The XSB2C-1 prototype first flew on 18DEC40, here we see the aircraft in its original configuration over a snowy landscape, resplendent in the Yellow Wings scheme. Notice the shape of the tail and the width of the panel between the cowling flaps and firewall.
SB2C_02_HG
Here is the XSB2C-1 prototype BuNo 1758 again, as re-built after August 1941. Here we see the engine has been moved forward 12 inches (30 cm) and the area of the vertical stabilizer has been increased. More photos of the prototype in this configuration are posted here: https://inchhighguy.wordpress.com/2020/09/30/curtiss-xsb2c-1-helldiver-prototype-color-photographs/
SB2C_03_HG
A fine study of an SB2C-4 from the nose. There is a Yagi radar aerial under each wing and the leading edge slats are extended. The Zinc Chromate Green primer on the landing gear and covers shows clearly. The yellow warning tips on the propeller blades have an unusual stripe.
SB2C_04_HG
The same aircraft from a different angle. The interior of the wing fold is also in Zinc Chromate Green primer, unlike the wing folds of the Avenger which were painted in the upper surface camouflage color. Recognition lights are carried under the end of the starboard wing.
SB2C_05_HG
A posed photograph of the wing 20 mm cannon being “loaded” on an SB2C-4. The aircraft carries a large identification number 254 for its delivery flight on the nose. In the background we can see that aircraft carries the number 2625 in an unusual script on her tail. Also notice the wing fold color on the background aircraft is red.
SB2C_05b_HG
Another view of 254 from the same series, this time with the wings folded. Note the interior of the wing fold on this aircraft is painted in the Zinc Chromate Green primer.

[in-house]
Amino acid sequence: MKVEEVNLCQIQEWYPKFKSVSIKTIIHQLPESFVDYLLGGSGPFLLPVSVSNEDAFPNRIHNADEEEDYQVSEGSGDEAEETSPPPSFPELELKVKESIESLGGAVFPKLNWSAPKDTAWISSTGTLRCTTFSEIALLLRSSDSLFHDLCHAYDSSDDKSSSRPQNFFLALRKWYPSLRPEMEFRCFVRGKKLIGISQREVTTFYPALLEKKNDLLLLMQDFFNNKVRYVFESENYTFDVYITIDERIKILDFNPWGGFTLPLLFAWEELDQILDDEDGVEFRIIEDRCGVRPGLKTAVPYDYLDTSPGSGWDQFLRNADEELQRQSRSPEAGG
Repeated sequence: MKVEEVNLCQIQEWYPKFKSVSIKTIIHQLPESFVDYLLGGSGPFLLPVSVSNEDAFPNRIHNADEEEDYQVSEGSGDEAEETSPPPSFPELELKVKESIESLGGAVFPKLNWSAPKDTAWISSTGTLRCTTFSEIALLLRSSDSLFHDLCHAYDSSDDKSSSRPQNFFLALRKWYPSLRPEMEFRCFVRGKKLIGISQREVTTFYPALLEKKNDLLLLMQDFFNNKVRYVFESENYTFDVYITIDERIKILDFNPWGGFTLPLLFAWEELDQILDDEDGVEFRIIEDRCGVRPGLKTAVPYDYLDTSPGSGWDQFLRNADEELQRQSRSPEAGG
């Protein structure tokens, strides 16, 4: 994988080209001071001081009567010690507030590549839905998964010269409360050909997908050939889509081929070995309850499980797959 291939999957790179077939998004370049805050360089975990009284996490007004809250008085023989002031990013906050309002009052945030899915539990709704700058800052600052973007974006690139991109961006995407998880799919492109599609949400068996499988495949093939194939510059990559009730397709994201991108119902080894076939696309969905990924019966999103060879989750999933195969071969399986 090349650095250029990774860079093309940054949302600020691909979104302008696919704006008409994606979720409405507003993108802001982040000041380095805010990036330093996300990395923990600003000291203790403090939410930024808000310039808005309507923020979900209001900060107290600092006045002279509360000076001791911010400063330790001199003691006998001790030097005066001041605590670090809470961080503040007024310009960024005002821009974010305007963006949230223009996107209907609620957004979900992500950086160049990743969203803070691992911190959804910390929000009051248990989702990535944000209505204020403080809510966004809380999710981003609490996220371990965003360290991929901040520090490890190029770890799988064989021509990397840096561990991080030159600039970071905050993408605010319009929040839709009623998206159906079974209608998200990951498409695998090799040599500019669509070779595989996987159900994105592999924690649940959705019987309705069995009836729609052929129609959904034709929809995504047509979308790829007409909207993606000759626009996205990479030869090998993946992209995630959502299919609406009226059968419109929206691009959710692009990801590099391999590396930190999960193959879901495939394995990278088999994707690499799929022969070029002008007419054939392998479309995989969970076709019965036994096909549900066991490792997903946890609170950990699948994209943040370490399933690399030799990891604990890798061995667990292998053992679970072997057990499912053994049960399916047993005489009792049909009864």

SB2C_06_HG
Another SB2C-4 but this time in an overall Orange Yellow scheme.
SB2C_07_HG
The USAAF also operated the Helldiver as the A-25A Shrike. Note the repetition of the serial number under the wing of “Torchy Tess”.
SB2C_08_HG
An in-flight shot of 41-18774 in her standard Olive Drab over Neutral Gray camouflage with Medium Green splotches.
SB2C_09_HG
Nose and landing gear details of an A-25A Shrike. 900 Shrikes were produced, cut down from an initial order of 3,000 as the USAAF learned that fighter-bombers were more effective and versatile than dedicated dive bomber designs.
SB2C_10_HG
Forward fuselage details showing the red stenciling and canopy details. No USAAF Shrikes saw combat, many were passed on to the USMC which used them mainly in training and auxiliary roles.
SB2C_11_HG
The Royal Australian Air Force ordered 140 Shrikes but cancelled the order after receiving the first 10. While the color of this negative has shifted it does show the RAAF markings to good advantage.
SB2C_12_HG
The Curtiss production line showing the different primer shades used on the various components. National insignia have already been applied even though the final camouflage colors have not. A-25A serial number 41-18774 can be seen in the background.

Part II here: https://inchhighguy.wordpress.com/2020/10/14/curtiss-sb2c-helldiver-color-photographs-part-ii/